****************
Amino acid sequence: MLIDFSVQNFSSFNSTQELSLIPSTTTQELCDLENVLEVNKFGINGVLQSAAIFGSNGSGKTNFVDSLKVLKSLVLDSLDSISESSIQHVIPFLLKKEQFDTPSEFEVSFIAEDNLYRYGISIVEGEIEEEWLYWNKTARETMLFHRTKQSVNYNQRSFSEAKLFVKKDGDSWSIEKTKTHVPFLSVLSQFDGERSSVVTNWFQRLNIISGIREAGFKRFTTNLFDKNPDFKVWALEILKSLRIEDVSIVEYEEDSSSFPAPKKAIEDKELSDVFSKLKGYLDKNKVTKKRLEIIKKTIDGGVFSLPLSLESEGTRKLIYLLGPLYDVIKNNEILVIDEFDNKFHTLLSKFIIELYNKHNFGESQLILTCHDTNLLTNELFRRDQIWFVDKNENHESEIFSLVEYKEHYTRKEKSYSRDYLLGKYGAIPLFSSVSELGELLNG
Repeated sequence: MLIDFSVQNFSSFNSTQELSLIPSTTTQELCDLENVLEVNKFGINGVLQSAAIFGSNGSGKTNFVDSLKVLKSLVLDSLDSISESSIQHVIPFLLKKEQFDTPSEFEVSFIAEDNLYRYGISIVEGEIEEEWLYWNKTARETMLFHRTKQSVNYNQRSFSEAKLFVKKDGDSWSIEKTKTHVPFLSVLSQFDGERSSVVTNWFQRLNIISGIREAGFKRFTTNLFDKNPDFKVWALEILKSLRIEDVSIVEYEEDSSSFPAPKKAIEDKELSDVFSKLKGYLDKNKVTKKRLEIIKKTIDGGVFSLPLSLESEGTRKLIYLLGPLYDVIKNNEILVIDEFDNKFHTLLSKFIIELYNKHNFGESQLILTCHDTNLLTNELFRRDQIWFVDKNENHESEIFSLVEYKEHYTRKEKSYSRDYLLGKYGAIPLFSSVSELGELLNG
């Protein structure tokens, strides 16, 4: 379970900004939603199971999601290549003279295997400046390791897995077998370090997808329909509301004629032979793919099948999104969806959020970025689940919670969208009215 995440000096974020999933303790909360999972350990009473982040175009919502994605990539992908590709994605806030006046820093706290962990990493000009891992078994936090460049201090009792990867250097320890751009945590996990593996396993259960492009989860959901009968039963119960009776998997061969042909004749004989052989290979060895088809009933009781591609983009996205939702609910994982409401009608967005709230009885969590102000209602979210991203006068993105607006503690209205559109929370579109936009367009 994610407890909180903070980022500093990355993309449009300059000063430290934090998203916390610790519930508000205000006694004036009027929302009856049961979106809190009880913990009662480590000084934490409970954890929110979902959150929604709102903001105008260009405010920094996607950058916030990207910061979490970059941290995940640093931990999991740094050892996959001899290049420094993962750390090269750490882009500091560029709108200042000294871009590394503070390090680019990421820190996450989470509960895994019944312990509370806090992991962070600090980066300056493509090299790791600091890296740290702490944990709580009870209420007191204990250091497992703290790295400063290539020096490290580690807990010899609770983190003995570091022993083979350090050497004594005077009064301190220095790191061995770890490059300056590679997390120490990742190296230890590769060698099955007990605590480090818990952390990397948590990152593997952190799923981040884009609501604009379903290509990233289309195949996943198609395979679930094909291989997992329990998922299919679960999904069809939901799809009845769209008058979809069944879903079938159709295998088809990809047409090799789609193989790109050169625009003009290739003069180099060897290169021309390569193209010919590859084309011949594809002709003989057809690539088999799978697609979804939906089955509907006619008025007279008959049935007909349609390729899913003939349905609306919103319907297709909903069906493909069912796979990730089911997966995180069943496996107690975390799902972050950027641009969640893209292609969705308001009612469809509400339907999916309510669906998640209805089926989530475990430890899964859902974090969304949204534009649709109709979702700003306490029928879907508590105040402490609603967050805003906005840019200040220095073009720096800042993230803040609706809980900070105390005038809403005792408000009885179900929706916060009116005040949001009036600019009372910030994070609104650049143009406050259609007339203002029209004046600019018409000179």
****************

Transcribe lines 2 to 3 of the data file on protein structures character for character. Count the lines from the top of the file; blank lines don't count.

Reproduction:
Repeated sequence: MLIDFSVQNFSSFNSTQELSLIPSTTTQELCDLENVLEVNKFGINGVLQSAAIFGSNGSGKTNFVDSLKVLKSLVLDSLDSISESSIQHVIPFLLKKEQFDTPSEFEVSFIAEDNLYRYGISIVEGEIEEEWLYWNKTARETMLFHRTKQSVNYNQRSFSEAKLFVKKDGDSWSIEKTKTHVPFLSVLSQFDGERSSVVTNWFQRLNIISGIREAGFKRFTTNLFDKNPDFKVWALEILKSLRIEDVSIVEYEEDSSSFPAPKKAIEDKELSDVFSKLKGYLDKNKVTKKRLEIIKKTIDGGVFSLPLSLESEGTRKLIYLLGPLYDVIKNNEILVIDEFDNKFHTLLSKFIIELYNKHNFGESQLILTCHDTNLLTNELFRRDQIWFVDKNENHESEIFSLVEYKEHYTRKEKSYSRDYLLGKYGAIPLFSSVSELGELLNG
């Protein structure tokens, strides 16, 4: 379970900004939603199971999601290549003279295997400046390791897995077998370090997808329909509301004629032979793919099948999104969806959020970025689940919670969208009215 995440000096974020999933303790909360999972350990009473982040175009919502994605990539992908590709994605806030006046820093706290962990990493000009891992078994936090460049201090009792990867250097320890751009945590996990593996396993259960492009989860959901009968039963119960009776998997061969042909004749004989052989290979060895088809009933009781591609983009996205939702609910994982409401009608967005709230009885969590102000209602979210991203006068993105607006503690209205559109929370579109936009367009 994610407890909180903070980022500093990355993309449009300059000063430290934090998203916390610790519930508000205000006694004036009027929302009856049961979106809190009880913990009662480590000084934490409970954890929110979902959150929604709102903001105008260009405010920094996607950058916030990207910061979490970059941290995940640093931990999991740094050892996959001899290049420094993962750390090269750490882009500091560029709108200042000294871009590394503070390090680019990421820190996450989470509960895994019944312990509370806090992991962070600090980066300056493509090299790791600091890296740290702490944990709580009870209420007191204990250091497992703290790295400063290539020096490290580690807990010899609770983190003995570091022993083979350090050497004594005077009064301190220095790191061995770890490059300056590679997390120490990742190296230890590769060698099955007990605590480090818990952390990397948590990152593997952190799923981040884009609501604009379903290509990233289309195949996943198609395979679930094909291989997992329990998922299919679960999904069809939901799809009845769209008058979809069944879903079938159709295998088809990809047409090799789609193989790109050169625009003009290739003069180099060897290169021309390569193209010919590859084309011949594809002709003989057809690539088999799978697609979804939906089955509907006619008025007279008959049935007909349609390729899913003939349905609306919103319907297709909903069906493909069912796979990730089911997966995180069943496996107690975390799902972050950027641009969640893209292609969705308001009612469809509400339907999916309510669906998640209805089926989530475990430890899964859902974090969304949204534009649709109709979702700003306490029928879907508590105040402490609603967050805003906005840019200040220095073009720096800042993230803040609706809980900070105390005038809403005792408000009885179900929706916060009116005040949001009036600019009372910030994070609104650049143009406050259609007339203002029209004046600019018409000179």